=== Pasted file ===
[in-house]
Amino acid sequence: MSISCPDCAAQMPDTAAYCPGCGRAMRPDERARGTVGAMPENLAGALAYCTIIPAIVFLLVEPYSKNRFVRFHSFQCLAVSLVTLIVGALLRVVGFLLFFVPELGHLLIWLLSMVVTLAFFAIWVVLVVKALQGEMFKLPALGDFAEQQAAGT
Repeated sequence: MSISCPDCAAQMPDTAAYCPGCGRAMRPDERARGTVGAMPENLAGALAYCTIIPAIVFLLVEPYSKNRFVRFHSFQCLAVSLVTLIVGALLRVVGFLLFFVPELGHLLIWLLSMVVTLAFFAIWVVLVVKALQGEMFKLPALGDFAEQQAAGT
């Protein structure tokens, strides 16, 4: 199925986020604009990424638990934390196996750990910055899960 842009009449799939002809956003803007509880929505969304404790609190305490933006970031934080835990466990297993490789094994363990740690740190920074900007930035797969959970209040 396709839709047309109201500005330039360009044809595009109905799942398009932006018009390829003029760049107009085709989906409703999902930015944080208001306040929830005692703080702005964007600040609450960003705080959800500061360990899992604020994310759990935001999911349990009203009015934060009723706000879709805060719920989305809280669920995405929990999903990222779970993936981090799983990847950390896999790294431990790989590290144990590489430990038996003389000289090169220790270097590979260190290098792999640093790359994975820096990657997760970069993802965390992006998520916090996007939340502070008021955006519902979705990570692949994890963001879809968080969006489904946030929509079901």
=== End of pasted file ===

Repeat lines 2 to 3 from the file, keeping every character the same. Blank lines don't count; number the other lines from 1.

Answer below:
Amino acid sequence: MSISCPDCAAQMPDTAAYCPGCGRAMRPDERARGTVGAMPENLAGALAYCTIIPAIVFLLVEPYSKNRFVRFHSFQCLAVSLVTLIVGALLRVVGFLLFFVPELGHLLIWLLSMVVTLAFFAIWVVLVVKALQGEMFKLPALGDFAEQQAAGT
Repeated sequence: MSISCPDCAAQMPDTAAYCPGCGRAMRPDERARGTVGAMPENLAGALAYCTIIPAIVFLLVEPYSKNRFVRFHSFQCLAVSLVTLIVGALLRVVGFLLFFVPELGHLLIWLLSMVVTLAFFAIWVVLVVKALQGEMFKLPALGDFAEQQAAGT